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African-Americans have worse prognosis at colorectal cancer diagnosis

(PHILADELPHIA) African-American patients with colorectal were more likely to present with worse pathological features at diagnosis and to have a worse five-year survival rate compared to Caucasian patients, according to a study conducted by researchers at Thomas Jefferson University.

The results are being presented at the 2009 American Society of Clinical Oncology (ASCO) Gastrointestinal Cancers Symposium. The study was led by Edith Mitchell, M.D., a clinical professor in the Department of Medical Oncology at Jefferson Medical College of Thomas Jefferson University. Dr. Mitchell is also associate director of Diversity Programs for the Kimmel Cancer Center at Jefferson.

"One possible explanation could be the socioeconomic factors that are often associated with African-American patients," Dr. Mitchell said. "For example, research has shown that African-Americans are less likely than Caucasian patients to have health insurance, and thus they may not receive the screening necessary to detect colorectal cancer at an earlier stage."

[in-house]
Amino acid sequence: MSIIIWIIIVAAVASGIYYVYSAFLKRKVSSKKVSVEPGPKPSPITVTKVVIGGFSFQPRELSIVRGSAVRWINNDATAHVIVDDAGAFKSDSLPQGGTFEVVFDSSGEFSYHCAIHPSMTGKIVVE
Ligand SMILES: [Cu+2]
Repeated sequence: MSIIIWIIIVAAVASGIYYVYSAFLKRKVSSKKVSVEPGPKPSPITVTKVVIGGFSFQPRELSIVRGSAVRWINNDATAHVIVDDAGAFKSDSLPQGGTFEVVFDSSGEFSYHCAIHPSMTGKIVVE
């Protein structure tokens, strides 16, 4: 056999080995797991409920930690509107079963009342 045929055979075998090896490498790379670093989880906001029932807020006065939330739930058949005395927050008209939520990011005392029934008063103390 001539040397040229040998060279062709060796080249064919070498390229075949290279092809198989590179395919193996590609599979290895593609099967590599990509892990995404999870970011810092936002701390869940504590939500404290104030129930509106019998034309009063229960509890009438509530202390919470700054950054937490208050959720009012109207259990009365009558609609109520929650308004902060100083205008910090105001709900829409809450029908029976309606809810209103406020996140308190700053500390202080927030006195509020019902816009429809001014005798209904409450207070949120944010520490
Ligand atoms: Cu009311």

Dr. Mitchell and colleagues obtained data from the tumor registry of Thomas Jefferson University Hospital on 2,500 patients treated for colorectal cancer from 1988 to 2007. They compared those data with data obtained from the National Cancer Institute's Surveillance, Epidemiology and End Results (SEER) database on 244,701 patients with colorectal cancer treated from 1988 to 2005. The researchers collected data on location, stage and histologic grade of the cancer.

In both patient groups, more African-American patients presented with advanced disease (defined as stage III or stage IV) at diagnosis. African-American patients were also more likely to have proximal on the right side of the colon disease. Among patients diagnosed with early-stage disease, the risk for nodal involvement was greater in African-American patients.

African-American patients also had a worse five-year survival, both overall and when stratified by cancer stage.

"Right now, we cannot definitely explain why there are such differences between the African-American and the Caucasian patients," Dr. Mitchell said. "We need to do more studies on prognostic factors related to tumor biology, molecular markers and genetics to account for the racial disparities."


Contact: Emily Shafer
Thomas Jefferson University

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